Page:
Good Robin accost him in his way,
To see what he might be;
If any beggar had money,
He thought some part had he.
One bright morning, soon after the stirring events told in the last chapter, Robin wandered forth alone down the road to Barnesdale, to see if aught had come of the Sheriff's pursuit. But all was still and serene and peaceful. No one was in sight save a solitary beggar who came sturdily along his way in Robin's direction. The beggar caught sight of Robin, at the same moment, as he emerged from the trees, but gave no sign of having seen him. He neither slackened nor quickened his pace, but jogged forward merrily, whistling as he came, and beating time by punching holes in the dusty road with the stout pike-staff in his hand.
The curious look of the fellow arrested Robin's attention, and he decided to stop and talk with him. The fellow was bare-legged and bare-armed, and wore a long shift of a shirt, fastened with a belt. About his neck hung a stout, bulging bag, which was buckled by a good piece of leather thong.
He had three hats upon his head,
Together sticked fast,
He cared neither for the wind nor wet,
In lands where'er he past.
The fellow looked so fat and hearty, and the wallet on his shoulder seemed so well filled, that Robin thought within himself,
"Ha! this is a lucky beggar for me! If any of them have money, this is the chap, and, marry, he should share it with us poorer bodies."
So he flourished his own stick and planted himself in the traveler's path.
"Sirrah, fellow!" quoth he; "whither away so fast? Tarry, for I would have speech with ye!"
The beggar made as though he heard him not, and kept straight on with his faring.
"Tarry, I say, fellow!" said Robin again; "for there's a way to make folks obey!"
"Nay, 'tis not so," answered the beggar, speaking for the first time; "I obey no man in all England, not even the King himself. So let me pass on my way, for 'tis growing late, and I have still far to go before I can care for my stomach's good."
"Now, by my troth," said Robin, once more getting in front of the other, "I see well by your fat countenance, that you lack not for good food, while I go hungry. Therefore you must lend me of your means till we meet again, so that I may hie to the nearest tavern."
"I have no money to lend," said the beggar crossly. "Methinks you are as young a man as I, and as well able to earn a supper. So go your way, and I'll go mine. If you fast till you get aught out of me, you'll go hungry for the next twelvemonth."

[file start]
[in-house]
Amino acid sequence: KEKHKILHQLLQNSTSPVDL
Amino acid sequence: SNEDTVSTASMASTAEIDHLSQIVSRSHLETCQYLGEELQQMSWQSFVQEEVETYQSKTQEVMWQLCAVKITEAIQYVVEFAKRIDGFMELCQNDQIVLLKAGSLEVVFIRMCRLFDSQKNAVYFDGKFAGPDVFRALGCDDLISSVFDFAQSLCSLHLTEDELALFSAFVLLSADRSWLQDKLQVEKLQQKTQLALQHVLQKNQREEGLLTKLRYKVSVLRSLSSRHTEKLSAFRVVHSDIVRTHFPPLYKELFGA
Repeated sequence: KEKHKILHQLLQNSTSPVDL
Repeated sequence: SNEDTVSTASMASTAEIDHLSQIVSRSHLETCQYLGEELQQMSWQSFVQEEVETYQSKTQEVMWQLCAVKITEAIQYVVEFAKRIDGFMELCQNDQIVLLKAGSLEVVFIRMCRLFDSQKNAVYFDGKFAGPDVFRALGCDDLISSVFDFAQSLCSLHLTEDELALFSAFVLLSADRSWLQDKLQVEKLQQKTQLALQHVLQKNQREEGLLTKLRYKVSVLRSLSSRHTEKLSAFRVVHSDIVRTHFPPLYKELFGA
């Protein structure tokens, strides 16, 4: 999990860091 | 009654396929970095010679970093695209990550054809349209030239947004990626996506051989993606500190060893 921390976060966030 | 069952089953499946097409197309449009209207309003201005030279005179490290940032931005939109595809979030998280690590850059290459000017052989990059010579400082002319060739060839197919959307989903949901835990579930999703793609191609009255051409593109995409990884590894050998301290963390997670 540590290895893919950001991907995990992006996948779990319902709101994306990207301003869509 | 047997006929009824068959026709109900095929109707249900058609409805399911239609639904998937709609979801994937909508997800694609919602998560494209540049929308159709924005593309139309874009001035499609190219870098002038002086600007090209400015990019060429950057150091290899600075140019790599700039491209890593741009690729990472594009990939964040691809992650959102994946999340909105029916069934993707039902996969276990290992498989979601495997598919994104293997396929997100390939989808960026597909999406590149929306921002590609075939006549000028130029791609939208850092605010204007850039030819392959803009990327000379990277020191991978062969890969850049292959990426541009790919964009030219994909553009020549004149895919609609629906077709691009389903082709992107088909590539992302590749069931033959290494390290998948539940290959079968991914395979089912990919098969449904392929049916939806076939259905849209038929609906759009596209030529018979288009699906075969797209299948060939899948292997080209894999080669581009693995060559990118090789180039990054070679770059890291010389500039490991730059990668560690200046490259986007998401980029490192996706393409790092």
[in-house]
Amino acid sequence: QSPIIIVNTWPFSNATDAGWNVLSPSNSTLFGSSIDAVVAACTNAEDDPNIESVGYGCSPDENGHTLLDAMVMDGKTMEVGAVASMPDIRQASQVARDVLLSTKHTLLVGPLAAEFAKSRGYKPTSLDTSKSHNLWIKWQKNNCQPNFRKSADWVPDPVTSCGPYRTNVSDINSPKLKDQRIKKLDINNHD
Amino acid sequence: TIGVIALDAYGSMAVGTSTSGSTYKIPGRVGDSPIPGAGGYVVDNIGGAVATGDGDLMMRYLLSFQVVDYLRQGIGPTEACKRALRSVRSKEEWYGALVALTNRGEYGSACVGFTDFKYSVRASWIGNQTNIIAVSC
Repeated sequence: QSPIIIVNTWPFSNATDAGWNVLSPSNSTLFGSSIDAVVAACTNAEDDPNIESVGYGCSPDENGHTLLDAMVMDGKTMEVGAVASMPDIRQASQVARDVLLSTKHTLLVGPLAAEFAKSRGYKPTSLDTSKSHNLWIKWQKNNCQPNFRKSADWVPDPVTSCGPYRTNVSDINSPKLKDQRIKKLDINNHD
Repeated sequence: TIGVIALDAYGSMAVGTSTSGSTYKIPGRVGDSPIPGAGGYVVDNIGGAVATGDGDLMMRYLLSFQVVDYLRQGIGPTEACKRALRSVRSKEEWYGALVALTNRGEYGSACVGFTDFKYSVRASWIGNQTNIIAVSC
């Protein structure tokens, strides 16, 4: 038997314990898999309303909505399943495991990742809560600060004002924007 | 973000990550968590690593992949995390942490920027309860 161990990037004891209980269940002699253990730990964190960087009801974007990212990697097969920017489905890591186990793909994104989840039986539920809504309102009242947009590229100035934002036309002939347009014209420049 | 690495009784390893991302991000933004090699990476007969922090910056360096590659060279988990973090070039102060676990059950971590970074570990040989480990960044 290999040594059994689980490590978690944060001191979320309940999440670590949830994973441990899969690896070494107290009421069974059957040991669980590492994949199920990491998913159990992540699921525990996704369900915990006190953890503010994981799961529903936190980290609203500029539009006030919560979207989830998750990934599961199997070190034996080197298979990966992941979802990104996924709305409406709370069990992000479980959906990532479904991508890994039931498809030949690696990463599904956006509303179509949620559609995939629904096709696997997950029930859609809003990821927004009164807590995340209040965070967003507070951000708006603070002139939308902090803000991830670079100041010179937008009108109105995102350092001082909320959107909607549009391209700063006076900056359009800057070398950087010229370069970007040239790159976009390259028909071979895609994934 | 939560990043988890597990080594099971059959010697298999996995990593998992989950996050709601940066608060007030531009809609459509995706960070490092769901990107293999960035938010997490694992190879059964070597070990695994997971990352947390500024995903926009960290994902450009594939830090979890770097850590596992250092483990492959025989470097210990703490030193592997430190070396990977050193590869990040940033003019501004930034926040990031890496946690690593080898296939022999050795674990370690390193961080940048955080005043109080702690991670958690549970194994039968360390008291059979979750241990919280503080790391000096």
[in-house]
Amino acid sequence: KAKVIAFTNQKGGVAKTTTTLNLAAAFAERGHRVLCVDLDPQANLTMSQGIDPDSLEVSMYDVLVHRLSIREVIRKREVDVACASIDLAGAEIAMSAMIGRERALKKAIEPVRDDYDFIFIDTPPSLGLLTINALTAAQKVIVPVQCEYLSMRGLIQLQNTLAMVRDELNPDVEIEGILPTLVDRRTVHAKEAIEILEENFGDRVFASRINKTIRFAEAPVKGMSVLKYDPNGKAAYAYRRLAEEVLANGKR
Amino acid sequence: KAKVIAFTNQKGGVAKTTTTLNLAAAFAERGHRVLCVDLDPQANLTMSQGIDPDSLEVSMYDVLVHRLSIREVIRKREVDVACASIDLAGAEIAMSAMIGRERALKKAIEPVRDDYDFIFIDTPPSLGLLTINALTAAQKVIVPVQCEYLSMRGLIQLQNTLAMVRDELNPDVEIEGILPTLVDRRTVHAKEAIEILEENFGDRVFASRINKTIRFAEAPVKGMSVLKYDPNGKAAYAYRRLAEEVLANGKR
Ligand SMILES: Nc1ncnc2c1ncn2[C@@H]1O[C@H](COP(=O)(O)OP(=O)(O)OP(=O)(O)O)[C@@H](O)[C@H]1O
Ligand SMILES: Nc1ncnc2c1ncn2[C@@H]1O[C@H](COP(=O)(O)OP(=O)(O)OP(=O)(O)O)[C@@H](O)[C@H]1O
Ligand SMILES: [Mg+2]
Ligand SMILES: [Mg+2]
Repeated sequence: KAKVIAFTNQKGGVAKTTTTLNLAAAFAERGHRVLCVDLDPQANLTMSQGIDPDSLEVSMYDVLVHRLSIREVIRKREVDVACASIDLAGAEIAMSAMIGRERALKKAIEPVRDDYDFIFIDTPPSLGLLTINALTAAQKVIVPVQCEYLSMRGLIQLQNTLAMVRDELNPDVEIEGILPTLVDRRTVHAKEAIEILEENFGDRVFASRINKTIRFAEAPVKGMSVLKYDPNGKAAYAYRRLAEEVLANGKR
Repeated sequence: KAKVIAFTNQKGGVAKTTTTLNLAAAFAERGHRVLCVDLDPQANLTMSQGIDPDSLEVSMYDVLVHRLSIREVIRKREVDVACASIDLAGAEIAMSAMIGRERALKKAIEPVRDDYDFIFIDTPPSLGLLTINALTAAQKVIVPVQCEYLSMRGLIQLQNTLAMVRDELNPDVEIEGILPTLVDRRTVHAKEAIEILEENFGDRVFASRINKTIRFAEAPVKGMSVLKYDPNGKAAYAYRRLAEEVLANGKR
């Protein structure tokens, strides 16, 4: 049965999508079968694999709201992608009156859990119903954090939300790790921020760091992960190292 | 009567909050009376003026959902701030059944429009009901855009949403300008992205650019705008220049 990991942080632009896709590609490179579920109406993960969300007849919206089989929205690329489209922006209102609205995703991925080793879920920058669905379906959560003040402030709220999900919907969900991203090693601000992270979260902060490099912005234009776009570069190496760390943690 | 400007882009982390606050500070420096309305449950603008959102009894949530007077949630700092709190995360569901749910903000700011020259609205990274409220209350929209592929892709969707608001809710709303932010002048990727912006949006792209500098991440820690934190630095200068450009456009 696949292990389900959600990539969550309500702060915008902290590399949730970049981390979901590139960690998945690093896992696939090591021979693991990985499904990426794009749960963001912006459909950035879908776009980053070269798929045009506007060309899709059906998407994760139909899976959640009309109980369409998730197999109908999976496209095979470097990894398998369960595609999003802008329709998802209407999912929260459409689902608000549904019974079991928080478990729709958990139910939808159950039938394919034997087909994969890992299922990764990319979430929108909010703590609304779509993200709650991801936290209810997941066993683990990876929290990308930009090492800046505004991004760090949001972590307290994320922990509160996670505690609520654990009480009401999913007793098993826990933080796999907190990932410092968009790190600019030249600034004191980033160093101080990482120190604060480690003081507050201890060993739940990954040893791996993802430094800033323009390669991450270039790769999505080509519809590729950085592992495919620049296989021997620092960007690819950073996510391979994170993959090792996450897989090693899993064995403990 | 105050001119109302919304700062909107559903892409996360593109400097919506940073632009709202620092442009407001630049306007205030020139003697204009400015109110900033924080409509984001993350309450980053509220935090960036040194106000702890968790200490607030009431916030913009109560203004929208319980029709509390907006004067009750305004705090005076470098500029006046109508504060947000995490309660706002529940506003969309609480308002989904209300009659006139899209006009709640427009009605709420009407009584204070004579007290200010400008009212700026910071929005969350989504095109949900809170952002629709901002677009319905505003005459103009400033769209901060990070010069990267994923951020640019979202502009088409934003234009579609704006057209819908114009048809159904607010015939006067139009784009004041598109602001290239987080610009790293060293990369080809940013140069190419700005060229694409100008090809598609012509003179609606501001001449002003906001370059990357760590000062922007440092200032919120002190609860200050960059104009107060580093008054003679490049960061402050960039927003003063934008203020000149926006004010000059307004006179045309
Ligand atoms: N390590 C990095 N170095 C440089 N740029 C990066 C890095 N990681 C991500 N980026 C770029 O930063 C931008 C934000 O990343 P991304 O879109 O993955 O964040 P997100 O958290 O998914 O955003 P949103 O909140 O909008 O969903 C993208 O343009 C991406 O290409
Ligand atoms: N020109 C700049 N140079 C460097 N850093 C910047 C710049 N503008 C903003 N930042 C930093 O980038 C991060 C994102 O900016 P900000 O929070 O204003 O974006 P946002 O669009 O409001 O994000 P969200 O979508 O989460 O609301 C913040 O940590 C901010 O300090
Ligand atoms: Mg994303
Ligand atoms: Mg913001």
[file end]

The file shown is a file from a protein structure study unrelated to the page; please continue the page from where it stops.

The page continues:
"Not while I have a stout stick to thwack your saucy bones!" cried Robin. "Stand and deliver, I say, or I'll dust your shirt for you; and if that will not teach you manners, then we'll see what a broad arrow can do with a beggar's skin!"
The beggar smiled, and answered boast with boast. "Come on with your staff, fellow! I care no more for it than for a pudding stick. And as for your pretty bow—that for it!"
And with amazing quickness, he swung his pike-staff around and knocked Robin's bow clean out of his hand, so that his fingers smarted with pain. Robin danced and tried to bring his own staff into action; but the beggar never gave him a chance. Biff! whack! came the pike-staff, smiting him soundly and beating down his guard.
There were but two things to do; either stand there and take a sound drubbing, or beat a hasty retreat. Robin chose the latter—as you or I would probably have done—and scurried back into the wood, blowing his horn as he went.
"Fie, for shame, man!" jeered the bold beggar after him. "What is your haste? We had but just begun. Stay and take your money, else you will never be able to pay your reckoning at the tavern!"
But Robin answered him never a word. He fled up hill and down dale till he met three of his men who were running up in answer to his summons.
"What is wrong?" they asked.
"'Tis a saucy beggar," said Robin, catching his breath. "He is back there on the highroad with the hardest stick I've met in a good many days. He gave me no chance to reason with him, the dirty scamp!"
The men—Much and two of the widow's sons—could scarce conceal their mirth at the thought of Robin Hood running from a beggar. Nathless, they kept grave faces, and asked their leader if he was hurt.
"Nay," he replied, "but I shall speedily feel better if you will fetch me that same beggar and let me have a fair chance at him."
So the three yeomen made haste and came out upon the highroad and followed after the beggar, who was going smoothly along his way again, as though he were at peace with all the world.
"The easiest way to settle this beggar," said Much, "is to surprise him. Let us cut through yon neck of woods and come upon him before he is aware."
The others agreed to this, and the three were soon close upon their prey.
"Now!" quoth Much; and the other two sprang quickly upon the beggar's back and wrested his pike-staff from his hand. At the same moment Much drew his dagger and flashed it before the fellow's breast.
"Yield you, my man!" cried he; "for a friend of ours awaits you in the wood, to teach you how to fight properly."
"Give me a fair chance," said the beggar valiantly, "and I'll fight you all at once."